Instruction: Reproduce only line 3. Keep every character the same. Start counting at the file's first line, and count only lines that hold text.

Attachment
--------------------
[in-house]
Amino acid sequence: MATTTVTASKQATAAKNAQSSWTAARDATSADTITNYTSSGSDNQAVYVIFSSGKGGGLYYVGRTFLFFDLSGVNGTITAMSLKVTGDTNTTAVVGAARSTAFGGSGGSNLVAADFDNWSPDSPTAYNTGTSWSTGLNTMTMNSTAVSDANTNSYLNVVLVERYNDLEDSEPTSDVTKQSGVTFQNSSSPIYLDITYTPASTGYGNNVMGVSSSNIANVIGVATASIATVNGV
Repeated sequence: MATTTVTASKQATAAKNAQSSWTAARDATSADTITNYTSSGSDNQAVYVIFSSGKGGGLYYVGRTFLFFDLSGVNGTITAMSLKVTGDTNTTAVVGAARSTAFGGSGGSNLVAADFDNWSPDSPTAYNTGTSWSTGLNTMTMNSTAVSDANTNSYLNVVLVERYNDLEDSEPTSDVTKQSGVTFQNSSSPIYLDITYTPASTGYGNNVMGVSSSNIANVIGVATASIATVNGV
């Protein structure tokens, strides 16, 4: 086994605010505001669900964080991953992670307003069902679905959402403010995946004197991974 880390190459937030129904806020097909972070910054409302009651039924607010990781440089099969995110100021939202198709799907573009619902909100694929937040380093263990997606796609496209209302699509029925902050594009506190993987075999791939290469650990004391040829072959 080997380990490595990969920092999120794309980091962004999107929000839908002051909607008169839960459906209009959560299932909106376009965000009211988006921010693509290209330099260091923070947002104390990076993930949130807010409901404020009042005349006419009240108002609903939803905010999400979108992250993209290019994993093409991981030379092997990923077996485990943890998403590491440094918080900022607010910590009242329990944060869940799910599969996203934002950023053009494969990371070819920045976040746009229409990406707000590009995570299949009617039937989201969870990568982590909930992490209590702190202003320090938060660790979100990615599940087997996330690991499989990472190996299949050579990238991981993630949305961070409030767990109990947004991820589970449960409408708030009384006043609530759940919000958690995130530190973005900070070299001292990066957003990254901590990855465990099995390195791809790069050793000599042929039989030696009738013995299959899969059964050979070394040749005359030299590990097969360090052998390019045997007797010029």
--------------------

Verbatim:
Repeated sequence: MATTTVTASKQATAAKNAQSSWTAARDATSADTITNYTSSGSDNQAVYVIFSSGKGGGLYYVGRTFLFFDLSGVNGTITAMSLKVTGDTNTTAVVGAARSTAFGGSGGSNLVAADFDNWSPDSPTAYNTGTSWSTGLNTMTMNSTAVSDANTNSYLNVVLVERYNDLEDSEPTSDVTKQSGVTFQNSSSPIYLDITYTPASTGYGNNVMGVSSSNIANVIGVATASIATVNGV